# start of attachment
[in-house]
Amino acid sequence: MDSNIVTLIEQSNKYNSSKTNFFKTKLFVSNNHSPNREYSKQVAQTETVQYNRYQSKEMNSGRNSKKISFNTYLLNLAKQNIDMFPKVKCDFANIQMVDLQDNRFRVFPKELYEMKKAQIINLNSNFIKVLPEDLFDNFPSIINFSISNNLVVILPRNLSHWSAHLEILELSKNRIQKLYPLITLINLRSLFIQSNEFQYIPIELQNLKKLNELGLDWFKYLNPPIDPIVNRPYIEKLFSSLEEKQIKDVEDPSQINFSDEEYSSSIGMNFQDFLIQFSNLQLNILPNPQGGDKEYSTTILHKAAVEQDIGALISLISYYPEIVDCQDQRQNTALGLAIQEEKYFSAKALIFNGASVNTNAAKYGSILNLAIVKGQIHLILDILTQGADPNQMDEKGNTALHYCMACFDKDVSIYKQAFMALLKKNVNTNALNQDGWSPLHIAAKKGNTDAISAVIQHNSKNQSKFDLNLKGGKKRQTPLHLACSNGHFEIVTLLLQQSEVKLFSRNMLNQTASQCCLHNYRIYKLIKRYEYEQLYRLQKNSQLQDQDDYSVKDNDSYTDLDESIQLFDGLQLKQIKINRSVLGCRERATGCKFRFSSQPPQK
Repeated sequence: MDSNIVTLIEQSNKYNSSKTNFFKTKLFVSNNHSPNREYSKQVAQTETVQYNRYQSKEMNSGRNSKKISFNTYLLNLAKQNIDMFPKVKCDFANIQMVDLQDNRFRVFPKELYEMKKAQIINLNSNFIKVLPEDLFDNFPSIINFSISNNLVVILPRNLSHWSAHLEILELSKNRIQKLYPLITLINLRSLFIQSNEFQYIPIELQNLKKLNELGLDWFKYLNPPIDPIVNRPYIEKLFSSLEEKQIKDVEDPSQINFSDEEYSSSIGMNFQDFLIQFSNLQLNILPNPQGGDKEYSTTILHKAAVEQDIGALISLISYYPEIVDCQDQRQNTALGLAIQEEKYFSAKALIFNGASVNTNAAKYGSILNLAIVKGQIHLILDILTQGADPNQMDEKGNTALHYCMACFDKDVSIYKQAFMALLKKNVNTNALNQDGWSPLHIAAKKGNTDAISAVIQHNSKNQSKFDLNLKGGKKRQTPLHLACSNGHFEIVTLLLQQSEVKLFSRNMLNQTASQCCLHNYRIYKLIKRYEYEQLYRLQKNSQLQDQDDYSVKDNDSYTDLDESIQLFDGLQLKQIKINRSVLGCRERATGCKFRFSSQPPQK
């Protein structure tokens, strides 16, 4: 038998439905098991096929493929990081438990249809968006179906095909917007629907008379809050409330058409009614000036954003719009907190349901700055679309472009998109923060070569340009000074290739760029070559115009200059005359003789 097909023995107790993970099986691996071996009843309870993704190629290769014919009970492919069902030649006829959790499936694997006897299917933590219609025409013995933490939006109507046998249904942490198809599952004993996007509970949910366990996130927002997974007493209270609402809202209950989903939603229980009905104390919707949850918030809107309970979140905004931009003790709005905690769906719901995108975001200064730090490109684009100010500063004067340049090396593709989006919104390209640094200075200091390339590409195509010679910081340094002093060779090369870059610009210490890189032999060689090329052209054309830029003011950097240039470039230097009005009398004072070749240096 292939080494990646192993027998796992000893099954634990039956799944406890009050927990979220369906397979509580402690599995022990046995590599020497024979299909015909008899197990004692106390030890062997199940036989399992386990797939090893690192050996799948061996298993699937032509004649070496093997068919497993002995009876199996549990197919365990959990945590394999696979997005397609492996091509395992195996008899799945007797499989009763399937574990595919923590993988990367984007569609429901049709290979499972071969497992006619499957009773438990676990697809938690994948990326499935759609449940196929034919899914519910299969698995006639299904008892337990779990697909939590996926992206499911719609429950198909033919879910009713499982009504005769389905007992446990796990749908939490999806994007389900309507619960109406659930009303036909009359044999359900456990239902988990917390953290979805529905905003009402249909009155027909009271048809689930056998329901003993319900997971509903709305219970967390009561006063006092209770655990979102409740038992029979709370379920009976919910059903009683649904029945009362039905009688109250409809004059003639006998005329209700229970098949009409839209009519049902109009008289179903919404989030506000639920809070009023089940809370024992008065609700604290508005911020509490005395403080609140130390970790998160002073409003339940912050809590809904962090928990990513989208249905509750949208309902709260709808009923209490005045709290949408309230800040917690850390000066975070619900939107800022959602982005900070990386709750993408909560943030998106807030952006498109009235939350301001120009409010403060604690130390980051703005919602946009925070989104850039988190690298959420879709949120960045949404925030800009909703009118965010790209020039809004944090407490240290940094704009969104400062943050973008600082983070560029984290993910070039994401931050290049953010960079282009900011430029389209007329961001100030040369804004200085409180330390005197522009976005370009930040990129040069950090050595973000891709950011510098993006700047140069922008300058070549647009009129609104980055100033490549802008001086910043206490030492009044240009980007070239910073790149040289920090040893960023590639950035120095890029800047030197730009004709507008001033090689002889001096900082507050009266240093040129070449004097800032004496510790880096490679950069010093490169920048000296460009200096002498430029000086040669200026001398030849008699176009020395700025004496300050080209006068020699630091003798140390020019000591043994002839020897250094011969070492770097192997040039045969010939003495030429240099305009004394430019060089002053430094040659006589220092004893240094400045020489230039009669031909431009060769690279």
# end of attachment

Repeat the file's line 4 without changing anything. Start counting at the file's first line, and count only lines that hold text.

């Protein structure tokens, strides 16, 4: 038998439905098991096929493929990081438990249809968006179906095909917007629907008379809050409330058409009614000036954003719009907190349901700055679309472009998109923060070569340009000074290739760029070559115009200059005359003789 097909023995107790993970099986691996071996009843309870993704190629290769014919009970492919069902030649006829959790499936694997006897299917933590219609025409013995933490939006109507046998249904942490198809599952004993996007509970949910366990996130927002997974007493209270609402809202209950989903939603229980009905104390919707949850918030809107309970979140905004931009003790709005905690769906719901995108975001200064730090490109684009100010500063004067340049090396593709989006919104390209640094200075200091390339590409195509010679910081340094002093060779090369870059610009210490890189032999060689090329052209054309830029003011950097240039470039230097009005009398004072070749240096 292939080494990646192993027998796992000893099954634990039956799944406890009050927990979220369906397979509580402690599995022990046995590599020497024979299909015909008899197990004692106390030890062997199940036989399992386990797939090893690192050996799948061996298993699937032509004649070496093997068919497993002995009876199996549990197919365990959990945590394999696979997005397609492996091509395992195996008899799945007797499989009763399937574990595919923590993988990367984007569609429901049709290979499972071969497992006619499957009773438990676990697809938690994948990326499935759609449940196929034919899914519910299969698995006639299904008892337990779990697909939590996926992206499911719609429950198909033919879910009713499982009504005769389905007992446990796990749908939490999806994007389900309507619960109406659930009303036909009359044999359900456990239902988990917390953290979805529905905003009402249909009155027909009271048809689930056998329901003993319900997971509903709305219970967390009561006063006092209770655990979102409740038992029979709370379920009976919910059903009683649904029945009362039905009688109250409809004059003639006998005329209700229970098949009409839209009519049902109009008289179903919404989030506000639920809070009023089940809370024992008065609700604290508005911020509490005395403080609140130390970790998160002073409003339940912050809590809904962090928990990513989208249905509750949208309902709260709808009923209490005045709290949408309230800040917690850390000066975070619900939107800022959602982005900070990386709750993408909560943030998106807030952006498109009235939350301001120009409010403060604690130390980051703005919602946009925070989104850039988190690298959420879709949120960045949404925030800009909703009118965010790209020039809004944090407490240290940094704009969104400062943050973008600082983070560029984290993910070039994401931050290049953010960079282009900011430029389209007329961001100030040369804004200085409180330390005197522009976005370009930040990129040069950090050595973000891709950011510098993006700047140069922008300058070549647009009129609104980055100033490549802008001086910043206490030492009044240009980007070239910073790149040289920090040893960023590639950035120095890029800047030197730009004709507008001033090689002889001096900082507050009266240093040129070449004097800032004496510790880096490679950069010093490169920048000296460009200096002498430029000086040669200026001398030849008699176009020395700025004496300050080209006068020699630091003798140390020019000591043994002839020897250094011969070492770097192997040039045969010939003495030429240099305009004394430019060089002053430094040659006589220092004893240094400045020489230039009669031909431009060769690279």